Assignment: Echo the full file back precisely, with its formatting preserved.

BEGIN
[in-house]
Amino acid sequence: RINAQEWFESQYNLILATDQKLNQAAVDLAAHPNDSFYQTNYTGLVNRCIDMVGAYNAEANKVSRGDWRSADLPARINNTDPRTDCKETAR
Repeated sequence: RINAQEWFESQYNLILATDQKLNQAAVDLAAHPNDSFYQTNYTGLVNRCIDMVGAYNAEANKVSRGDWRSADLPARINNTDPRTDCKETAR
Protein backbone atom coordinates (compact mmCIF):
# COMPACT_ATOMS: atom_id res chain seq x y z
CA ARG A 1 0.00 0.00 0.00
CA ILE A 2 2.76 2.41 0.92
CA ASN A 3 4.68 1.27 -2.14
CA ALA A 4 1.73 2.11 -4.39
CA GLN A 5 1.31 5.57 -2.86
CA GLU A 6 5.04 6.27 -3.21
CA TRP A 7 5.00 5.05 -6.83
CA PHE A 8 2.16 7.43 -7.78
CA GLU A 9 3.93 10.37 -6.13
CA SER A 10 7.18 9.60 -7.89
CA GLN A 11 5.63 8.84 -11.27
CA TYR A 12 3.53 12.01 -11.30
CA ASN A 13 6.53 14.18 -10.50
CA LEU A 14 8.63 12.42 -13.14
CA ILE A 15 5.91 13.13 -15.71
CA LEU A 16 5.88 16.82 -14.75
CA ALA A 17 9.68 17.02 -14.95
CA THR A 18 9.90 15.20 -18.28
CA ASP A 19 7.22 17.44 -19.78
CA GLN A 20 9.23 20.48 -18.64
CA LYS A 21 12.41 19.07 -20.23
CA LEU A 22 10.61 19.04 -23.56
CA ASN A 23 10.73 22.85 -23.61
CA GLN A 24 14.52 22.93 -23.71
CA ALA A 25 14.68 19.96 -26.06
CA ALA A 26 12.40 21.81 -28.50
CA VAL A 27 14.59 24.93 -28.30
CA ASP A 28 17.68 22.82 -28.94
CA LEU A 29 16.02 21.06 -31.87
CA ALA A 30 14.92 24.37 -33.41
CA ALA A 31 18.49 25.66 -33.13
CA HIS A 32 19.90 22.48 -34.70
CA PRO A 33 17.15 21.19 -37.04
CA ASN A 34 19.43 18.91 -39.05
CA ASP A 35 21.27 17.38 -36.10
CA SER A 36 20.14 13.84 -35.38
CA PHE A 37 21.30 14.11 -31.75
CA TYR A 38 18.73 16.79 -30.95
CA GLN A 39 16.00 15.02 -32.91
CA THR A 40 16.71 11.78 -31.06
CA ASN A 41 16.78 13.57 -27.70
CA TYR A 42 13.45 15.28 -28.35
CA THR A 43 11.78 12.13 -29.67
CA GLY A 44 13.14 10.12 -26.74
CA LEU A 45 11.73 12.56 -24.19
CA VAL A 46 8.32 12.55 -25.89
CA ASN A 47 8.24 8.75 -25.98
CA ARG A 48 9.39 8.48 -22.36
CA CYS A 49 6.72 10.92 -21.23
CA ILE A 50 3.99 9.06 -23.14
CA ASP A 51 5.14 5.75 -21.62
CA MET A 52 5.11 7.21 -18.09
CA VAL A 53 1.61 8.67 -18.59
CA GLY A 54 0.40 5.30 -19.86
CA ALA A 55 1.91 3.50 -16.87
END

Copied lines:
[in-house]
Amino acid sequence: RINAQEWFESQYNLILATDQKLNQAAVDLAAHPNDSFYQTNYTGLVNRCIDMVGAYNAEANKVSRGDWRSADLPARINNTDPRTDCKETAR
Repeated sequence: RINAQEWFESQYNLILATDQKLNQAAVDLAAHPNDSFYQTNYTGLVNRCIDMVGAYNAEANKVSRGDWRSADLPARINNTDPRTDCKETAR
Protein backbone atom coordinates (compact mmCIF):
# COMPACT_ATOMS: atom_id res chain seq x y z
CA ARG A 1 0.00 0.00 0.00
CA ILE A 2 2.76 2.41 0.92
CA ASN A 3 4.68 1.27 -2.14
CA ALA A 4 1.73 2.11 -4.39
CA GLN A 5 1.31 5.57 -2.86
CA GLU A 6 5.04 6.27 -3.21
CA TRP A 7 5.00 5.05 -6.83
CA PHE A 8 2.16 7.43 -7.78
CA GLU A 9 3.93 10.37 -6.13
CA SER A 10 7.18 9.60 -7.89
CA GLN A 11 5.63 8.84 -11.27
CA TYR A 12 3.53 12.01 -11.30
CA ASN A 13 6.53 14.18 -10.50
CA LEU A 14 8.63 12.42 -13.14
CA ILE A 15 5.91 13.13 -15.71
CA LEU A 16 5.88 16.82 -14.75
CA ALA A 17 9.68 17.02 -14.95
CA THR A 18 9.90 15.20 -18.28
CA ASP A 19 7.22 17.44 -19.78
CA GLN A 20 9.23 20.48 -18.64
CA LYS A 21 12.41 19.07 -20.23
CA LEU A 22 10.61 19.04 -23.56
CA ASN A 23 10.73 22.85 -23.61
CA GLN A 24 14.52 22.93 -23.71
CA ALA A 25 14.68 19.96 -26.06
CA ALA A 26 12.40 21.81 -28.50
CA VAL A 27 14.59 24.93 -28.30
CA ASP A 28 17.68 22.82 -28.94
CA LEU A 29 16.02 21.06 -31.87
CA ALA A 30 14.92 24.37 -33.41
CA ALA A 31 18.49 25.66 -33.13
CA HIS A 32 19.90 22.48 -34.70
CA PRO A 33 17.15 21.19 -37.04
CA ASN A 34 19.43 18.91 -39.05
CA ASP A 35 21.27 17.38 -36.10
CA SER A 36 20.14 13.84 -35.38
CA PHE A 37 21.30 14.11 -31.75
CA TYR A 38 18.73 16.79 -30.95
CA GLN A 39 16.00 15.02 -32.91
CA THR A 40 16.71 11.78 -31.06
CA ASN A 41 16.78 13.57 -27.70
CA TYR A 42 13.45 15.28 -28.35
CA THR A 43 11.78 12.13 -29.67
CA GLY A 44 13.14 10.12 -26.74
CA LEU A 45 11.73 12.56 -24.19
CA VAL A 46 8.32 12.55 -25.89
CA ASN A 47 8.24 8.75 -25.98
CA ARG A 48 9.39 8.48 -22.36
CA CYS A 49 6.72 10.92 -21.23
CA ILE A 50 3.99 9.06 -23.14
CA ASP A 51 5.14 5.75 -21.62
CA MET A 52 5.11 7.21 -18.09
CA VAL A 53 1.61 8.67 -18.59
CA GLY A 54 0.40 5.30 -19.86
CA ALA A 55 1.91 3.50 -16.87